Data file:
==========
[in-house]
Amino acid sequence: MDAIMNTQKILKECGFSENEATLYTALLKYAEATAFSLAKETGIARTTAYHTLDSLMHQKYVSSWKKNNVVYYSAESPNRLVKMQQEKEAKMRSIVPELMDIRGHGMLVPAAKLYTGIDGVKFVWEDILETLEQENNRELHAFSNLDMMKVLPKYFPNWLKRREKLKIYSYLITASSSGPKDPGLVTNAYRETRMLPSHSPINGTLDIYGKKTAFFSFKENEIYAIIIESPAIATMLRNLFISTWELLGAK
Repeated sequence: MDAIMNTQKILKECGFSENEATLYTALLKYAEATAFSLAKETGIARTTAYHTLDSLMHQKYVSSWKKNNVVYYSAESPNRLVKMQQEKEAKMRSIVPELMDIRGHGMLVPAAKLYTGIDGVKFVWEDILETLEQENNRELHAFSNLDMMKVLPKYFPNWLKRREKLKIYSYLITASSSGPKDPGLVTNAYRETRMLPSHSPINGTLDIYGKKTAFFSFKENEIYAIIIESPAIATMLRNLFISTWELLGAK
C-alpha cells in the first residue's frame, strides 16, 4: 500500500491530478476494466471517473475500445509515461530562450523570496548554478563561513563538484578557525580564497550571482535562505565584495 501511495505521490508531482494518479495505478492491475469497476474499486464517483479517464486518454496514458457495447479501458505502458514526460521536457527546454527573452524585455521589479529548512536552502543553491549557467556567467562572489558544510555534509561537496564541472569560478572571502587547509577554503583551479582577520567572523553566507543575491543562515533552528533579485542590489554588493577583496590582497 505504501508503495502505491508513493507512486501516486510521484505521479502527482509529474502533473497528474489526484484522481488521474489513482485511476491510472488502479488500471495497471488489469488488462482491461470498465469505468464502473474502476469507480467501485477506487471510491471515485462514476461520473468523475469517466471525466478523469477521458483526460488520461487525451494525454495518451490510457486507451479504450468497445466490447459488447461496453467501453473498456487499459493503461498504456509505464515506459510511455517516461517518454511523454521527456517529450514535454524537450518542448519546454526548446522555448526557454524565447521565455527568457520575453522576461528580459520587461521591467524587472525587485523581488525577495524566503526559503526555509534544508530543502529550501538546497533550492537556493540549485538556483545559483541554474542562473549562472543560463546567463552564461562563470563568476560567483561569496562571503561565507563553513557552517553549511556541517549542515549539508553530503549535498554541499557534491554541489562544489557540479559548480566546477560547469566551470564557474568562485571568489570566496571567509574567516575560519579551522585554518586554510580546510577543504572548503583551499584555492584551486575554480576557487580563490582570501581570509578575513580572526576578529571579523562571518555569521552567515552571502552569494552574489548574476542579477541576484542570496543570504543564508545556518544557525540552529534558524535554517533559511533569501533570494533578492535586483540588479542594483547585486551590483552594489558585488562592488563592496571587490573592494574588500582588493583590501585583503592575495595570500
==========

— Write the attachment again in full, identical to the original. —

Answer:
[in-house]
Amino acid sequence: MDAIMNTQKILKECGFSENEATLYTALLKYAEATAFSLAKETGIARTTAYHTLDSLMHQKYVSSWKKNNVVYYSAESPNRLVKMQQEKEAKMRSIVPELMDIRGHGMLVPAAKLYTGIDGVKFVWEDILETLEQENNRELHAFSNLDMMKVLPKYFPNWLKRREKLKIYSYLITASSSGPKDPGLVTNAYRETRMLPSHSPINGTLDIYGKKTAFFSFKENEIYAIIIESPAIATMLRNLFISTWELLGAK
Repeated sequence: MDAIMNTQKILKECGFSENEATLYTALLKYAEATAFSLAKETGIARTTAYHTLDSLMHQKYVSSWKKNNVVYYSAESPNRLVKMQQEKEAKMRSIVPELMDIRGHGMLVPAAKLYTGIDGVKFVWEDILETLEQENNRELHAFSNLDMMKVLPKYFPNWLKRREKLKIYSYLITASSSGPKDPGLVTNAYRETRMLPSHSPINGTLDIYGKKTAFFSFKENEIYAIIIESPAIATMLRNLFISTWELLGAK
C-alpha cells in the first residue's frame, strides 16, 4: 500500500491530478476494466471517473475500445509515461530562450523570496548554478563561513563538484578557525580564497550571482535562505565584495 501511495505521490508531482494518479495505478492491475469497476474499486464517483479517464486518454496514458457495447479501458505502458514526460521536457527546454527573452524585455521589479529548512536552502543553491549557467556567467562572489558544510555534509561537496564541472569560478572571502587547509577554503583551479582577520567572523553566507543575491543562515533552528533579485542590489554588493577583496590582497 505504501508503495502505491508513493507512486501516486510521484505521479502527482509529474502533473497528474489526484484522481488521474489513482485511476491510472488502479488500471495497471488489469488488462482491461470498465469505468464502473474502476469507480467501485477506487471510491471515485462514476461520473468523475469517466471525466478523469477521458483526460488520461487525451494525454495518451490510457486507451479504450468497445466490447459488447461496453467501453473498456487499459493503461498504456509505464515506459510511455517516461517518454511523454521527456517529450514535454524537450518542448519546454526548446522555448526557454524565447521565455527568457520575453522576461528580459520587461521591467524587472525587485523581488525577495524566503526559503526555509534544508530543502529550501538546497533550492537556493540549485538556483545559483541554474542562473549562472543560463546567463552564461562563470563568476560567483561569496562571503561565507563553513557552517553549511556541517549542515549539508553530503549535498554541499557534491554541489562544489557540479559548480566546477560547469566551470564557474568562485571568489570566496571567509574567516575560519579551522585554518586554510580546510577543504572548503583551499584555492584551486575554480576557487580563490582570501581570509578575513580572526576578529571579523562571518555569521552567515552571502552569494552574489548574476542579477541576484542570496543570504543564508545556518544557525540552529534558524535554517533559511533569501533570494533578492535586483540588479542594483547585486551590483552594489558585488562592488563592496571587490573592494574588500582588493583590501585583503592575495595570500